Review: MILLER, MISSISSIPPI at Dallas Theater Center

By: Sep. 10, 2017
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I wasn't quite sure what to expect when seeing Miller, Mississippi at Dallas Theater Center - I knew little about the show except that it was new and had something to do with Mississippi. Boo Killebrew's nuanced gothic portrait surprised me in all the right ways.

The play opens with a ghost story, told by housekeeper Doris (Liz Mikel) to the children of the Miller family (Dylan Godwin's John, Leah Karpel's Becky, and Alex Organ's Thomas). Admittedly what I thought was going to be cliché almost had me rolling my eyes, but out of nowhere the story jumps from 0-to-60, setting itself up to be a true thriller. I'll avoid the usual light summary in order to allow you to experience Killebrew's carefully constructed home. All you really need to know is that the Miller family is more than a little bit dysfunctional, dealing with internal battles while fighting against the Civil Rights Movement in the south. We follow the family through decades, watching the children of the family grow to adulthood, circling around the toxic home built for them by the overbearing matriarch Mildred, played deftly by Sally Nystuen Vahle.

The conflicts of race, progress, tradition, and family ties grind together as the Miller children begin to take on the roles of their parents, either reacting against integration or in favor of it. Alex Organ's Thomas is the oldest son of the family, trying desperately to be the perfect "southern gentlemen" and carry on the traditions of home. He is commanding, at times sickening, and the picture of everything irritating and wrong with his archetype - and yet, Organ still finds moments where Thomas has understandable motives. Thomas has a... complicated relationship with his sister, the artistically suppressed Becky played by Leah Karpel, who writhes against her mother's demanding debutante expectations. Karpel's performance is but one of two in the evening that could be described as transformative. As the years tick by, Becky evolves from a tragic young girl, caged teenager, and eventually a hermetic artist - each phase punctuated by subtle, perfected physicality and vocal affect. My heart goes out to this Becky.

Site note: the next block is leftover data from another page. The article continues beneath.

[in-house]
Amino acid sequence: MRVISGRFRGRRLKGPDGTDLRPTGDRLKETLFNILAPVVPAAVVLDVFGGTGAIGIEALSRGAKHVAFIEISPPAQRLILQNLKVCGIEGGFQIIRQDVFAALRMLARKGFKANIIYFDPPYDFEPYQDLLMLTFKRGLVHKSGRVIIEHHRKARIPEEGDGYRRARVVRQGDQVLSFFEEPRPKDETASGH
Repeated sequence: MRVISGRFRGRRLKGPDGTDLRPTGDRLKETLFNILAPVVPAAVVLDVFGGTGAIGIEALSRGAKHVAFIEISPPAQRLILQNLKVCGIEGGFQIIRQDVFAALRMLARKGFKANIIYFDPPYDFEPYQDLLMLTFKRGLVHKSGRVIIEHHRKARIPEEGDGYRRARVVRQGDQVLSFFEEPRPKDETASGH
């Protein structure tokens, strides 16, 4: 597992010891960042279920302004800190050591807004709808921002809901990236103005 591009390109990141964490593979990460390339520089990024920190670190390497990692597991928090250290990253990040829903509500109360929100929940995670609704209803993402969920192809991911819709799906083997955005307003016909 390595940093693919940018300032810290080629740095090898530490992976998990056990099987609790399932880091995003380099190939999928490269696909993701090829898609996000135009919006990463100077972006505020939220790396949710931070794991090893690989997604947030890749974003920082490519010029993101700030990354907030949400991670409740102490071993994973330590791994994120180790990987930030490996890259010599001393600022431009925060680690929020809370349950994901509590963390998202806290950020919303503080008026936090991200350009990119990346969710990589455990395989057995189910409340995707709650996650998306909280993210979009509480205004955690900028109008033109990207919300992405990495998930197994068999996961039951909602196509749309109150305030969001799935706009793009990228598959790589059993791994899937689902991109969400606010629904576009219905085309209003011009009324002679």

The youngest of the family, Dylan Godwin's John, acts as the voice of progress among the kids, jumping into the Civil Rights Movement even as a young teenager. Godwin's would be the second of the aforementioned transformative performances in the play. Having the farthest go, from 6 years old to 40-ish, John goes from a fidgety yet mature child to a wandering spirit, bobbing in and out of Act 2 like the voice of reason. Truly, Godwin's movement and drive steal most scenes, convincingly bouncing around the stage in childish joy at once and evoking tragedy scenes later. Liz Mikel's Doris hovers nearby, with her usual commanding presence and providing the only sane voice on stage. She is mother to all and represents the good of family that the Millers never know. Vahle's helicopter-parent Mildred reminds me far too much of women I know today, and though she is the kind of parent I detest, she buries gasp-inducing secrets beneath each glass of gin.

This orchestra of dysfunction is conducted by Director Lee Sunday Evans, who uses every bit of Brett J. Banakis's intimate living room set, Eric Southern's lighting, and Daniel Kluger's sound design to weave the most heart-pounding family drama I think I've seen on stage. For every bit the story irritates you, for every bit it frustrates you - you know deep down that it's rooted in truth. That's the worst thing about Miller, Mississippi, it's too real. With the unique staging, creative direction, and masterful performances, this is not one to miss.

Miller, Mississippi runs through October 1st at the Wyly Theatre/Studio Theatre. Check out for tickets and information. Images courtesy of Dallas Theater Center, Credit Karen Almond.


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